In recent archaeological excavations on the outskirts of the Givat Hamatos neighborhood in Jerusalem, a significant historical discovery has come to light – the longest continuous segment of the ancient upper aqueduct of Jerusalem. Through these excavations, an approximately 300-meter stretch of the aqueduct has been revealed, once responsible for conveying water to the upper city of Jerusalem. This aqueduct, constructed around 2,000 years ago, served not only the general populace but also facilitated the water needs of prominent structures like Herod's palace and the residences of the city's affluent citizens.

Supervised by the Israeli Antiquities Authority in collaboration with the "Arim" urban development company and the Jerusalem Municipality, these excavations are an integral part of the neighborhood's expansion initiative.

During the waning days of the Second Temple era, Jerusalem underwent significant growth. As the city was reconstructed and its population surged, the existing water sources proved insufficient for the burgeoning populace and the influx of pilgrims. Necessitating a more reliable water supply, Dr. Ofer Shion and Rotem Cohen, excavation managers from the Antiquities Authority, elaborate that water had to be sourced from distant locales. This marked the inception of an ambitious water transportation project that would forever impact the landscape of ancient Jerusalem.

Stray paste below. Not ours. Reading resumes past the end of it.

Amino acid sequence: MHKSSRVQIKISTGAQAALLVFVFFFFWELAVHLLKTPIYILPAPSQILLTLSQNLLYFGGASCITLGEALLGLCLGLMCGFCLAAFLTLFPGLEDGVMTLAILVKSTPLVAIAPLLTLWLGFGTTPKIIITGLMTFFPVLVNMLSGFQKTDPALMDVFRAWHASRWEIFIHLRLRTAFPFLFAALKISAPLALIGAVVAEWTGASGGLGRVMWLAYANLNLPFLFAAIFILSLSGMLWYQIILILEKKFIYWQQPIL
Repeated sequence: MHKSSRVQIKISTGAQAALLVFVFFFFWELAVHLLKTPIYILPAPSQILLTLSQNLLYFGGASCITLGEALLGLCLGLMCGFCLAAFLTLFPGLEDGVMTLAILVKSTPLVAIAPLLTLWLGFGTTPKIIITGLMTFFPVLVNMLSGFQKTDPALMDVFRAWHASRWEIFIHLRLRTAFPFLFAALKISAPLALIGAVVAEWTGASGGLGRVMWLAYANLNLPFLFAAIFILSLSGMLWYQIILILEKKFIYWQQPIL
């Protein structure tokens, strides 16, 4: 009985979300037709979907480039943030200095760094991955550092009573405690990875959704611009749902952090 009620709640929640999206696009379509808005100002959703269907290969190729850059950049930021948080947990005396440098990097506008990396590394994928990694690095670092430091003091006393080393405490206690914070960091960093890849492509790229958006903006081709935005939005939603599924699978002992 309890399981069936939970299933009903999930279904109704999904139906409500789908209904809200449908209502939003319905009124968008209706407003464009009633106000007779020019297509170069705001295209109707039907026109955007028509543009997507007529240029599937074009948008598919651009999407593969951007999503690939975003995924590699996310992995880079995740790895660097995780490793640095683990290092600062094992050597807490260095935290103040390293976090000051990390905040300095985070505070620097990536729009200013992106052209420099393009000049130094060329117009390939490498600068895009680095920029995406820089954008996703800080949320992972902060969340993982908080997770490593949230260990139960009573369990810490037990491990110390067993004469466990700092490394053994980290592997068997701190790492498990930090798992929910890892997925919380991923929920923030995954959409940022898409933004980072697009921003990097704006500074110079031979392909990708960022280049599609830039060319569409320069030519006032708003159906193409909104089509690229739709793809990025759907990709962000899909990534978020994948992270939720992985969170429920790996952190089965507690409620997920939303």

The ambitious endeavor led by the Hasmoneans and King Herod culminated in the construction of two elaborate aqueducts. These aqueducts, among the most complex in the ancient world, were a testament to their engineering prowess. The Antiquities Authority elaborates that the springs in the Bethlehem region played a pivotal role in this endeavor. Employing a combination of immense pools, a keen understanding of physics, and innovative topographical solutions, the ancients succeeded in channeling water across vast distances – an impressive feat by any measure.

The two primary aqueducts, known as the "Upper Aqueduct" and the "Lower Aqueduct," had distinct destinations. The former directed water to the Upper City, encompassing the contemporary Jewish and Armenian Quarter. The latter was instrumental in supplying water directly to the revered Temple Mount.

Intriguingly, among the finds was a coin dating back to 67-68 AD – a relic of the Jewish Rebellion against the Romans during the Second Temple era. This coin, believed to have been intentionally embedded in the aqueduct's foundation during the plastering process, stands as a symbol of historical significance. Furthermore, this opens avenues for delving into the identities of the individuals responsible for this remarkable engineering achievement – whether they were Hasmoneans or artisans in King Herod's employ.

The mayor of Jerusalem, Moshe Leon, added: "We agreed with the Antiquities Authority that the planning will be done in full coordination and with complete consideration of the preservation of the aqueduct that will be integrated into the project. This is a planning matter, and we see the importance of providing good planning parameters that will allow the preservation of the aqueduct, with accessibility to the general public."


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